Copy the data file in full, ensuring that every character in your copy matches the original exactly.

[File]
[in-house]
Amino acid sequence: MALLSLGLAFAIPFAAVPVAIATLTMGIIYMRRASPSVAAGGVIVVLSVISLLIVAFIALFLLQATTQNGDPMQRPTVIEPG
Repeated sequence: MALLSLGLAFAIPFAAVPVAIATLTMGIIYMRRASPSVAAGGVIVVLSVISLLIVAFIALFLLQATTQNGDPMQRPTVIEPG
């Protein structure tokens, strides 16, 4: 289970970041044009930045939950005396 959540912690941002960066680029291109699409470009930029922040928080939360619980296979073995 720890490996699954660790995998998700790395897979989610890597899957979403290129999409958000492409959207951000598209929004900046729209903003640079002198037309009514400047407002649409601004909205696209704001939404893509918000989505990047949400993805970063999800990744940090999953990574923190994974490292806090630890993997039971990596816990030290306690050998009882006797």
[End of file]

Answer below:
[in-house]
Amino acid sequence: MALLSLGLAFAIPFAAVPVAIATLTMGIIYMRRASPSVAAGGVIVVLSVISLLIVAFIALFLLQATTQNGDPMQRPTVIEPG
Repeated sequence: MALLSLGLAFAIPFAAVPVAIATLTMGIIYMRRASPSVAAGGVIVVLSVISLLIVAFIALFLLQATTQNGDPMQRPTVIEPG
């Protein structure tokens, strides 16, 4: 289970970041044009930045939950005396 959540912690941002960066680029291109699409470009930029922040928080939360619980296979073995 720890490996699954660790995998998700790395897979989610890597899957979403290129999409958000492409959207951000598209929004900046729209903003640079002198037309009514400047407002649409601004909205696209704001939404893509918000989505990047949400993805970063999800990744940090999953990574923190994974490292806090630890993997039971990596816990030290306690050998009882006797």